War Graves Commission Report:
Sergeant Allan MacDonald 3987 2nd Australian Tunnelling Company. Killed in action 11th June 1917. Age 35. Son of Daniel and Isabella MacDonald, of Hazelwood, Sandbank, Holyloch, Argylle, Scotland. Grave III A 37 in Messines Ridge British Cemetery.
Alan emigrated to Melbourne, Australia in November 1905, a few months after father returned from Denver, Colorado, U.S.A. He was employed with a building contractors firm (Managing Director, Mr. Quayle), mainly engaged on public works, residential schools, etc.
From the Dardanelles (1915) he went to France with an army tunnelling company of Australian engineers. He ranked as a company sergeant major when he was killed at the Battle of Messines Ridge in 1917.
While fitting out in England before going to France he was able to visit his mother at Sandbank, on the Holy Loch. There he also met Meg. That was their last meeting.
Mother was alone, when out of the blue arrived an officer of Alan's unit. He brought with him a few of Alan's personal belongings including a pocket book.
About then I was allowed home from the St. Bertha's Hospital, Rochester on condition that I would attend Stobhill Hospital, Glasgow twice per week. One evening Mother got me to look through the pocket book. She had not been able to bring herself to do so. I found there what was either the draft or a copy of a letter he had written in France to a Maud...? The letter was dated but not signed. After instructing the lady about the buying and selling of some stocks and shares he went on to tell of his visit to mother and how he had found Mother in very stringent circumstances financially. He went on to say he wished her to make provision for Mother to receive an annuity of £150.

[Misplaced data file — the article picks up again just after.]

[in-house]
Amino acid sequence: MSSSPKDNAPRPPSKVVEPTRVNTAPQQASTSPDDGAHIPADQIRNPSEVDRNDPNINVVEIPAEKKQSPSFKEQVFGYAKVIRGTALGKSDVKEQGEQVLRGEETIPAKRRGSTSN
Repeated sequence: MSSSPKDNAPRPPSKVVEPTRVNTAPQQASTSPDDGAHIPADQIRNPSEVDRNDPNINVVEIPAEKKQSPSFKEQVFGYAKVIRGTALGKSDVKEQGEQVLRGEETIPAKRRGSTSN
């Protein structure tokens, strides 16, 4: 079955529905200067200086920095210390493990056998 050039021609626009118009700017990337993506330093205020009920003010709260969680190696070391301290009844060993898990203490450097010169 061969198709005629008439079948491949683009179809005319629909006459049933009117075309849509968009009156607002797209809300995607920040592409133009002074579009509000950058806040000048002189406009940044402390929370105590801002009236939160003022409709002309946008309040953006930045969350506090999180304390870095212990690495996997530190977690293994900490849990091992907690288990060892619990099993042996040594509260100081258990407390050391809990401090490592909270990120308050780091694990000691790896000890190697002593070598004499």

Without disclosing that I was in possession of the paper I cabled the lady informing the lady of Alan's death (no doubt she already knew this) and stressing Mother's poverty. To my surprise Mother received a bank draft on London for £300. A cablegram from Maud was also received saying she would write, but such a letter, if there was one, never arrived.
In the meantime I had the paper photographed and it and some copies certified by a Justice of the Peace. I sent a copy to Mr. Quayle. (It transpired that Alan had nominated him as his executor). In case the first went missing in transit, I sent a second copy by a late mail, and later still the paper itself. In due course Mr. Quayle wrote to us to say that it had been accepted as a codicil by the Probate Court. Having been trained in law this was what I had hoped for.
Maud never disclosed having received Alan's letter but Quayle found proof of share transactions just as instructed in the paper found in the pocket book. Years later, during the depression in Australia she claimed that the £300 was an advance payment of the annuity. However when I pointed out to the bank in Melbourne (Mr. Quayle had handed over the executorship to them) that the letter (codicil) was not known to exist at the time of the remittance nothing more was heard of the claim. No doubt they saw that perjury had been committed. The whole estate, £36,000 went to Maud, out of which she had to find £150 for the years 1917-1946. She died long before Mother, but not before trying to have the sum reduced.
I seems to me that Alan's death probably saved him from something worse.